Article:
The Invocation of the Spirit of Christmas
The archetype of Santa Claus (St. Nicholas, Kris Kringle, etc.), while ostensibly a "deity" associated with a Christian holiday, has in recent years taken on a decidedly secular and pagan-like identity. Very little of the current image of Santa Claus is associated with the actual Mythos of Christianity. While he personifies the ideal of "peace on earth, good will toward men," many fundimentalist Christian sects disclaim Santa Claus altogether as a symbol of impiety and idolatry.
But the image of the jolly old gent has never had more appeal among non-Christians, even Neo-Pagans. This is not surprising, as the idea of a deity of prosperity and generosity is not unknown to old pagan societies. In the context of post-modern magick, he represents a Jupiterian godform -- perhaps even THE Jupiterian godform. So rather than reach back into the ancient past for a invocatory diety, why not use one that already figures large in Western culture?
In the context of invoking "the Spirit of Christmas,"
I've tried to lean away from the commercialized contempory image
of Santa Claus-- red suit, black boots, white hair, et al -- toward
the one used by Charles Dickens in his 19th century masterpiece,
"A Christmas Carol". The character of the Ghost of Christmas
Present personifies to me all of which is genuinely good in the
Santa Claus godform, but with none of the crass commercialism
his has also come to represent. Neo-pagans and contemporary magicians
may find this a more comfortable image to work with as well. I
hope Santa Claus "purists" will forgive me this bit
of artistic license.
Each participant brings a small wrapped gift to exchange with the others, which are placed in a small cloth sack.
Set the altar in the North, with various representations of
abundance: a horn of plenty is de riguer, along with a variety
of good, healthy food and drink (to be consumed at the feast to
follow). Holly wreaths, mistletoe sprigs, poinsettia flowers and
other plants connected with the season are also proper -- see
the text of the first invocation below to get the general idea.
A pair of golden candles are set amidst the plenty, and the cloth
sack is placed at the foot of the altar. A large goblet, and a
large wine bottle to fill it so that all may drink their fill,
is set nearby. The room should be fragrant with the incense of
pine and frankincense.
0. Each participant prepares two sigils: one to represent a gift they wish for themselves, and another to represent a gift the wish to give to others; this can be a personal gift or boon, or a "gift" to their circle, their friends or to the world at large.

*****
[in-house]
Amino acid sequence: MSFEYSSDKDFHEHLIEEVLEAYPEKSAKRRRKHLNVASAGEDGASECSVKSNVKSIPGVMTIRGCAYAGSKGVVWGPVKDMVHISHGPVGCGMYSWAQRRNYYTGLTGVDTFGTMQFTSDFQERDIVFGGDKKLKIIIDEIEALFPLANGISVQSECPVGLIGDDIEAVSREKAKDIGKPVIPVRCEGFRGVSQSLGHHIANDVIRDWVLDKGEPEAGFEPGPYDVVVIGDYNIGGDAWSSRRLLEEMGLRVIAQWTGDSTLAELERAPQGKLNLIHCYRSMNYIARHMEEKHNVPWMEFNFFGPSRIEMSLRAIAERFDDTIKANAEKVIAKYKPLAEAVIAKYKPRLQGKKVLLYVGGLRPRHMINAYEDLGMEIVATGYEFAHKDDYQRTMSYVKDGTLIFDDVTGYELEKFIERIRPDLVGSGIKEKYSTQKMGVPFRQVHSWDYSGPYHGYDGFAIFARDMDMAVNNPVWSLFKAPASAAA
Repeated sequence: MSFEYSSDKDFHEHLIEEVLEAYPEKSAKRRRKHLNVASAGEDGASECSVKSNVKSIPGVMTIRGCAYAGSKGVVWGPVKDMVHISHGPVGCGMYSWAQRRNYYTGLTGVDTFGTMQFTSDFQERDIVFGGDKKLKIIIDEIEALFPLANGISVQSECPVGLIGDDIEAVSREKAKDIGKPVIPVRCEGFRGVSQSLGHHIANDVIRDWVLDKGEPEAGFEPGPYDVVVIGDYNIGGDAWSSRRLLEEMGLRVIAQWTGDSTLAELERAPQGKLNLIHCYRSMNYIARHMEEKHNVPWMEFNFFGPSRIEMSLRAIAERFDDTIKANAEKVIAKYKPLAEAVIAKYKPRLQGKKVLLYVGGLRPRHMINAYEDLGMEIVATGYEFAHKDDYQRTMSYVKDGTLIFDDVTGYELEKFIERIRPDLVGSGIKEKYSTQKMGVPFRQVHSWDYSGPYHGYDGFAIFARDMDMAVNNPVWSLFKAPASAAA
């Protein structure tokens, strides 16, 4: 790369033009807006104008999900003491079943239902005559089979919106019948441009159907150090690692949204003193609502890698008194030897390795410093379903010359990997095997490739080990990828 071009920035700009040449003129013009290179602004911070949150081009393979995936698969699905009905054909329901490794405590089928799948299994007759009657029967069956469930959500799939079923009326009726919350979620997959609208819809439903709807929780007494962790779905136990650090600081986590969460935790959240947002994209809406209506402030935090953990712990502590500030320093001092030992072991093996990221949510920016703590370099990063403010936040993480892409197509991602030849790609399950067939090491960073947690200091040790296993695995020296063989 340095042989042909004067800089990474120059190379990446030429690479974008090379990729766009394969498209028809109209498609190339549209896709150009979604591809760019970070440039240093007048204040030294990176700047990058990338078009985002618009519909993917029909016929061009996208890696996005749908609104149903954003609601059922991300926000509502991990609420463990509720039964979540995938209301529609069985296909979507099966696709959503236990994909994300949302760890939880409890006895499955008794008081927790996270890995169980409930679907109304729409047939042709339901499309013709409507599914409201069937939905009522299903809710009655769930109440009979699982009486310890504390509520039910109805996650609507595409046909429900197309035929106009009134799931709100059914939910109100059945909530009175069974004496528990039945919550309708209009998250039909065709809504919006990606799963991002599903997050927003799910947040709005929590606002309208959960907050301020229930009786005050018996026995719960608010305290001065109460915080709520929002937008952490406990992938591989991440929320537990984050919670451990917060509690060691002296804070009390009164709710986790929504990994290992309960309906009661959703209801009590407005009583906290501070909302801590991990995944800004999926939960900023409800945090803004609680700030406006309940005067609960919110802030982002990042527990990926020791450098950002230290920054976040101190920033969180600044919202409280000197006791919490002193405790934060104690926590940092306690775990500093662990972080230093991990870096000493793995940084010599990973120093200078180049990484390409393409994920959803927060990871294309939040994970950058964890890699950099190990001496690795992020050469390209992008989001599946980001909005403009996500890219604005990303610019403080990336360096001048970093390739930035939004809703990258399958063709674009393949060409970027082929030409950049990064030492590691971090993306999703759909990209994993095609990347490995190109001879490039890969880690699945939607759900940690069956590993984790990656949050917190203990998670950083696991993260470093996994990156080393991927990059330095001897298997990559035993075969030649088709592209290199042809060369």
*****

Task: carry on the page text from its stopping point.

1. Banishing of cold and miserly influences, especially the demons of IGNORANCE and WANT.
2. Call to the North quarter with the ritual sleigh bells. As the bells ring, all participants laugh joyfully with a hearty "HO HO HO!"
3. The first Invocation is sung by all:
"You better not shout, you better cry, you better not pout, I'm telling you why, SANTA CLAUS IS COMING TO TOWN!" (Or something less "corny" can be substituted here...)
4. The Main Operator reads the following passage from "A Christmas Carol" wherein Dickens describes The Ghost of Christmas Present as he first appears to Scrooge. This is used as the basic vision of the godform.
"Hear now the words of the seer:
"It was his own room. There was no doubt about that. But it had undergone a surprising transformation. The walls and ceiling were so hung with living green, that it looked a perfect grove; from every part of which, bright gleaming berries glistened. The crisp leaves of holly, mistletoe, and ivy reflected back the light, as if so many little mirrors had been scattered there; and such a mighty blaze went roaring up the chimney, as that dull petrification of a hearth had never known in Scrooge's time, or Marley's, or for many and many a winter season gone. Heaped up on the floor, to form a kind of throne, were turkeys, geese, game, poultry, brawn, great joints of meat, sucking-pigs, long wreaths of sausages, mince-pies, plum-puddings, barrels of oysters, red-hot chestnuts, cherry-cheeked apples, juicy oranges, luscious pears, immense twelfth-cakes, and seething bowls of punch, that made the chamber dim with their delicious steam. In easy state upon this couch, there sat a jolly Giant, glorious to see: who bore a glowing torch, in shape not unlike Plenty's horn, and held it up, high up, to shed its light on Scrooge, as he came peeping round the door. "Come in!", exclaimed the Ghost. "Come in, and know me better, man!" Scrooge entered timidly, and hung his head before this Spirit; and though the Spirit's eyes were clear and kind, he did not like to meet them. "I am the Ghost of Christmas Present," said the Spirit. "Look upon me!" Scrooge reverently did so. It was clothed in one simple green robe, or mantle, bordered with white fur. This garment hung so loosely on the figure, that its capacious breast was bare, as if disdaining to be warded or concealed by any artifice. Its feet, observable beneath the ample folds of the garment, were also bare; and on its head it wore no other covering than a holly wreath, set here and there with shining icicles. Its dark brown curls were long and free: free as its genial face, its sparkling eye, its open hand, its cheery voice, its unconstrained demeanor, and its joyful air. Girded round its middle was an antique scabbard; but no sword was in it, and the ancient sheath was eaten up with rust."